Why bottom set is a 'prison'
Sorting pupils as young as four by ability limits their expectations and is one of the most distressing education policies of the current government, according to Jo Boaler, associate professor of mathematics education at Stanford University, California.
Young children put in lower sets, who come disproportionately from poorer backgrounds, are consigned to a psychological prison which breaks their ambition and from which they find it almost impossible to escape.
Mixed-ability teaching, much maligned by politicians, is difficult but worth the extra effort because it is fairer and produces better overall results, she said.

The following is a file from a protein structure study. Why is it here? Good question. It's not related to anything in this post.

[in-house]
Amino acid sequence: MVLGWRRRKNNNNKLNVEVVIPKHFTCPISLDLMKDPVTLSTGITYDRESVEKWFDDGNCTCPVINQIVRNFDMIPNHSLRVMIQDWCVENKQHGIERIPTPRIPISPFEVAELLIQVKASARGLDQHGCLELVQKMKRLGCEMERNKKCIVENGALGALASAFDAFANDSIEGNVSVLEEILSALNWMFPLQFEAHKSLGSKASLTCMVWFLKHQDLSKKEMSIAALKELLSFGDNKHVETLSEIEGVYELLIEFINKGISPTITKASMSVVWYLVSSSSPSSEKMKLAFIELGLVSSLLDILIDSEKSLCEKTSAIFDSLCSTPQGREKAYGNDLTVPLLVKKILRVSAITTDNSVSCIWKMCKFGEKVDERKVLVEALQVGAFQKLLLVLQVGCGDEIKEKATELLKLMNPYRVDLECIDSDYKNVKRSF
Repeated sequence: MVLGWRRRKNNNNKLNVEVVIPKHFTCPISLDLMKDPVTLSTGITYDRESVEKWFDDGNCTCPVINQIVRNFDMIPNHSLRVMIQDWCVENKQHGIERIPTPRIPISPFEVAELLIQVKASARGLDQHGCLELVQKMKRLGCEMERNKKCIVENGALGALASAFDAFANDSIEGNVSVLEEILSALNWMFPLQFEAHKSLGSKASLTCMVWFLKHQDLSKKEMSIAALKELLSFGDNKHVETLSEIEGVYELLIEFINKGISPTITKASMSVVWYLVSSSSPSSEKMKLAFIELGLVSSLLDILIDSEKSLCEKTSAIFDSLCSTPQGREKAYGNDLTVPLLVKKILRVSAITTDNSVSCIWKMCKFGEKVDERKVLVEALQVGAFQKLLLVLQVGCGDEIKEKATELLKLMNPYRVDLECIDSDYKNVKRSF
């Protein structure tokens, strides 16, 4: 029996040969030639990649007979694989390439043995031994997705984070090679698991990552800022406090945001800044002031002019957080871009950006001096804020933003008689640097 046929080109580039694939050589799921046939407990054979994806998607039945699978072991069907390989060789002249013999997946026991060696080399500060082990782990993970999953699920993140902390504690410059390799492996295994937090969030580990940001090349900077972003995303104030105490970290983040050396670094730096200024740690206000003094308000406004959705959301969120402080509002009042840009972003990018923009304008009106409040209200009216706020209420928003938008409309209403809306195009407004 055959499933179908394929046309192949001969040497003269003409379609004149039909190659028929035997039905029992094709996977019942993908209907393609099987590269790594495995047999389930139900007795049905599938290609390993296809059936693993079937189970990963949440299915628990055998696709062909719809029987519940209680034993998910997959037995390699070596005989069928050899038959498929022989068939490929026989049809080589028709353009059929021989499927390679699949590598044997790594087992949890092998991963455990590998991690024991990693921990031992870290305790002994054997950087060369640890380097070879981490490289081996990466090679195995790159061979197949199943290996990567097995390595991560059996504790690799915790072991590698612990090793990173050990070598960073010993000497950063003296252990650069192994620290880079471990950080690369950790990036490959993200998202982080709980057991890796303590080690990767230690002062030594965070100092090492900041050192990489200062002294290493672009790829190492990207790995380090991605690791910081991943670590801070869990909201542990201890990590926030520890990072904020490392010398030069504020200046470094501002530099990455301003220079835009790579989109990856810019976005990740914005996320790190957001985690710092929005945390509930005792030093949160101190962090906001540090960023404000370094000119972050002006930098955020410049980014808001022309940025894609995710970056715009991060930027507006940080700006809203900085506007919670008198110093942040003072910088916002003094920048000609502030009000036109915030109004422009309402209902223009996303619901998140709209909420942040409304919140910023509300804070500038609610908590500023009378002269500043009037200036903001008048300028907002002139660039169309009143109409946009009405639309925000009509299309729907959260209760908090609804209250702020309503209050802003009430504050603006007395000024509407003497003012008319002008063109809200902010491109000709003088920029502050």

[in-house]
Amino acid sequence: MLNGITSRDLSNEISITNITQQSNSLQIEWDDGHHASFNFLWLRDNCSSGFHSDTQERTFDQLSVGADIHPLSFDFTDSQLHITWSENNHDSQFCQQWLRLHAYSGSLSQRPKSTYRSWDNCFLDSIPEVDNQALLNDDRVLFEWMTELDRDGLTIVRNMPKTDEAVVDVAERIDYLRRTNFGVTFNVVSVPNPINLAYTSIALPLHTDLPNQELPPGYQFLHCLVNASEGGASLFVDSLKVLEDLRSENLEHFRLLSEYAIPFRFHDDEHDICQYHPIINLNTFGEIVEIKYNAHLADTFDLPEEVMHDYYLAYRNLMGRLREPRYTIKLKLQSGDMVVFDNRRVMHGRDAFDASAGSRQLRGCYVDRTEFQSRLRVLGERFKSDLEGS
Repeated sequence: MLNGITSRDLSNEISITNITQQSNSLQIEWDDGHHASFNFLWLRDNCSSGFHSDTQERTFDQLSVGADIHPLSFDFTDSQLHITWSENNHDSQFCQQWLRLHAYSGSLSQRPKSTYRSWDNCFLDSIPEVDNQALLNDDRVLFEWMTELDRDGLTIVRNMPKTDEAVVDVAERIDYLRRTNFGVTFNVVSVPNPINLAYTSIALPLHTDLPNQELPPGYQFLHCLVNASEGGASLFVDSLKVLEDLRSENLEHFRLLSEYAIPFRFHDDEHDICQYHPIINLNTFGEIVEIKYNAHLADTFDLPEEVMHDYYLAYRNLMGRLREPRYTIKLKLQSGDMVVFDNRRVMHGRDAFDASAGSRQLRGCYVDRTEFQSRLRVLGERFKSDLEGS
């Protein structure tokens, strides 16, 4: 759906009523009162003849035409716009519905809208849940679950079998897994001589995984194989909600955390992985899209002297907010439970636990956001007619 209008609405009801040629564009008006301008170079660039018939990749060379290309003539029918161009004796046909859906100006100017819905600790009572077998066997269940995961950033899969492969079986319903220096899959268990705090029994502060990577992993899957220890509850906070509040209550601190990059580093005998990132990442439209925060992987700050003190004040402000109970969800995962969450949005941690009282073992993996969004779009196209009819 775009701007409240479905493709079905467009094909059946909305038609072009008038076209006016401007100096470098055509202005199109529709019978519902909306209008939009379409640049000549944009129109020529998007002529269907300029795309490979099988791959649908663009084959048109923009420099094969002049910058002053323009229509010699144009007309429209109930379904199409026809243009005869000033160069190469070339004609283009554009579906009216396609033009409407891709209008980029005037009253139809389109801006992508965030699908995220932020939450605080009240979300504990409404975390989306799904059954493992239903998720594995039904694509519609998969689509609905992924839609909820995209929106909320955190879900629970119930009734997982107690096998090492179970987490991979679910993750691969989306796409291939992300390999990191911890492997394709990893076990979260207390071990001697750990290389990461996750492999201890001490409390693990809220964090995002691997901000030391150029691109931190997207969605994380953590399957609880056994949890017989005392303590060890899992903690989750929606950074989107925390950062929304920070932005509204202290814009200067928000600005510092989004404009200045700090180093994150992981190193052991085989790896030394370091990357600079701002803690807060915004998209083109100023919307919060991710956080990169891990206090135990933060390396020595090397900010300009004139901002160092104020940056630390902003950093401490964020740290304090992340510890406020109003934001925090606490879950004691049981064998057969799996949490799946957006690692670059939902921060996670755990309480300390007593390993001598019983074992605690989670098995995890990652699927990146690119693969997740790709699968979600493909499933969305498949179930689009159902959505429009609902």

Setting of young pupils has been rejected by other countries and research by the Organisation for Economic Cooperation and Development shows schools that divide students latest and least have the best results.
Dr Boaler accused Labour of going further than the Conservatives in its attack on mixed-ability teaching.
She said: "The fact that our children's future is decided for them by the time they are four years old derides the work of schools and contravenes basic knowledge about child development and learning.
"If the Labour Party really cares about promoting social justice then (it) must learn about equitable and effective grouping policies that promote high achievement for all rather than reproduce social inequalities."
Dr Boaler's critique of setting will appear in the next issue of Forum, out in November.